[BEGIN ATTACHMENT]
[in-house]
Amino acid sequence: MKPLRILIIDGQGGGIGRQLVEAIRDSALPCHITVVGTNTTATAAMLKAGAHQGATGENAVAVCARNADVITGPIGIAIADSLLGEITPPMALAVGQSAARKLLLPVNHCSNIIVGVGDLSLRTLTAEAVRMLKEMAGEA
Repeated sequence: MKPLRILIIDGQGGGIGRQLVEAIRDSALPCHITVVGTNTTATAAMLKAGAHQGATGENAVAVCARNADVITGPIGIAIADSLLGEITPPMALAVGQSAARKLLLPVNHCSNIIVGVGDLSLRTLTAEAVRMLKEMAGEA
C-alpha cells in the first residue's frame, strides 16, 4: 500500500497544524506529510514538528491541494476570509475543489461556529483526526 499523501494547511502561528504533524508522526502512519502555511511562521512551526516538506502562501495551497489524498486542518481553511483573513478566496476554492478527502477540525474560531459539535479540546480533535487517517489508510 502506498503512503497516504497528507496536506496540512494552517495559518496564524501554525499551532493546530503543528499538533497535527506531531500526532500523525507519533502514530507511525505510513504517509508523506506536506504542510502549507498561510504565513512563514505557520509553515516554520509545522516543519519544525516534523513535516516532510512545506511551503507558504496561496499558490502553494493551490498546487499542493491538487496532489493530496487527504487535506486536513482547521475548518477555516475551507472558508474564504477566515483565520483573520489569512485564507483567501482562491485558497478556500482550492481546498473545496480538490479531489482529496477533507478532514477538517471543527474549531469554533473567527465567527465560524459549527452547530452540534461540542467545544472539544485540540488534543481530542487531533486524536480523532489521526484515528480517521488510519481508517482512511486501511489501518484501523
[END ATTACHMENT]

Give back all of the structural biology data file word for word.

[in-house]
Amino acid sequence: MKPLRILIIDGQGGGIGRQLVEAIRDSALPCHITVVGTNTTATAAMLKAGAHQGATGENAVAVCARNADVITGPIGIAIADSLLGEITPPMALAVGQSAARKLLLPVNHCSNIIVGVGDLSLRTLTAEAVRMLKEMAGEA
Repeated sequence: MKPLRILIIDGQGGGIGRQLVEAIRDSALPCHITVVGTNTTATAAMLKAGAHQGATGENAVAVCARNADVITGPIGIAIADSLLGEITPPMALAVGQSAARKLLLPVNHCSNIIVGVGDLSLRTLTAEAVRMLKEMAGEA
C-alpha cells in the first residue's frame, strides 16, 4: 500500500497544524506529510514538528491541494476570509475543489461556529483526526 499523501494547511502561528504533524508522526502512519502555511511562521512551526516538506502562501495551497489524498486542518481553511483573513478566496476554492478527502477540525474560531459539535479540546480533535487517517489508510 502506498503512503497516504497528507496536506496540512494552517495559518496564524501554525499551532493546530503543528499538533497535527506531531500526532500523525507519533502514530507511525505510513504517509508523506506536506504542510502549507498561510504565513512563514505557520509553515516554520509545522516543519519544525516534523513535516516532510512545506511551503507558504496561496499558490502553494493551490498546487499542493491538487496532489493530496487527504487535506486536513482547521475548518477555516475551507472558508474564504477566515483565520483573520489569512485564507483567501482562491485558497478556500482550492481546498473545496480538490479531489482529496477533507478532514477538517471543527474549531469554533473567527465567527465560524459549527452547530452540534461540542467545544472539544485540540488534543481530542487531533486524536480523532489521526484515528480517521488510519481508517482512511486501511489501518484501523